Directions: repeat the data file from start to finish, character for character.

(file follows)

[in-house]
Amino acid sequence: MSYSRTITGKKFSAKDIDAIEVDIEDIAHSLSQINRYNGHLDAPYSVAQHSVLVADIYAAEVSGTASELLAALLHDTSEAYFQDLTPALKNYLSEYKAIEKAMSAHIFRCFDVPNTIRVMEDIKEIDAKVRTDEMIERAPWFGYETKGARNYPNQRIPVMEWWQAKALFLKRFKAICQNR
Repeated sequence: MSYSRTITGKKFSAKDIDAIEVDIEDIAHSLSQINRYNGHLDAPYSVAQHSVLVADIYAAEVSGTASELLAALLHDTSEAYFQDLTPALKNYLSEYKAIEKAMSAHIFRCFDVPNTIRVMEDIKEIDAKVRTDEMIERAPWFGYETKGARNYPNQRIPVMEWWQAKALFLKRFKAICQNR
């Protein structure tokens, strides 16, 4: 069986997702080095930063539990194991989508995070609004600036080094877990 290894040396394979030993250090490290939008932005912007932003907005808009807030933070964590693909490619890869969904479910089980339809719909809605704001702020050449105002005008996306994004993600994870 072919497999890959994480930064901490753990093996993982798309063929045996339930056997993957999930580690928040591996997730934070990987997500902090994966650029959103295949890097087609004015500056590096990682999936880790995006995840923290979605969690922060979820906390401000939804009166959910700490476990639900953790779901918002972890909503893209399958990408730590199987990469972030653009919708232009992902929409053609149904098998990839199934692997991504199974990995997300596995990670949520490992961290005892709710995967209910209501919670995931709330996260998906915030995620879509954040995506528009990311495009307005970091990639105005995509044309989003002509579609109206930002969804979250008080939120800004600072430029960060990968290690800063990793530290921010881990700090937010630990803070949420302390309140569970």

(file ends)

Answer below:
[in-house]
Amino acid sequence: MSYSRTITGKKFSAKDIDAIEVDIEDIAHSLSQINRYNGHLDAPYSVAQHSVLVADIYAAEVSGTASELLAALLHDTSEAYFQDLTPALKNYLSEYKAIEKAMSAHIFRCFDVPNTIRVMEDIKEIDAKVRTDEMIERAPWFGYETKGARNYPNQRIPVMEWWQAKALFLKRFKAICQNR
Repeated sequence: MSYSRTITGKKFSAKDIDAIEVDIEDIAHSLSQINRYNGHLDAPYSVAQHSVLVADIYAAEVSGTASELLAALLHDTSEAYFQDLTPALKNYLSEYKAIEKAMSAHIFRCFDVPNTIRVMEDIKEIDAKVRTDEMIERAPWFGYETKGARNYPNQRIPVMEWWQAKALFLKRFKAICQNR
């Protein structure tokens, strides 16, 4: 069986997702080095930063539990194991989508995070609004600036080094877990 290894040396394979030993250090490290939008932005912007932003907005808009807030933070964590693909490619890869969904479910089980339809719909809605704001702020050449105002005008996306994004993600994870 072919497999890959994480930064901490753990093996993982798309063929045996339930056997993957999930580690928040591996997730934070990987997500902090994966650029959103295949890097087609004015500056590096990682999936880790995006995840923290979605969690922060979820906390401000939804009166959910700490476990639900953790779901918002972890909503893209399958990408730590199987990469972030653009919708232009992902929409053609149904098998990839199934692997991504199974990995997300596995990670949520490992961290005892709710995967209910209501919670995931709330996260998906915030995620879509954040995506528009990311495009307005970091990639105005995509044309989003002509579609109206930002969804979250008080939120800004600072430029960060990968290690800063990793530290921010881990700090937010630990803070949420302390309140569970």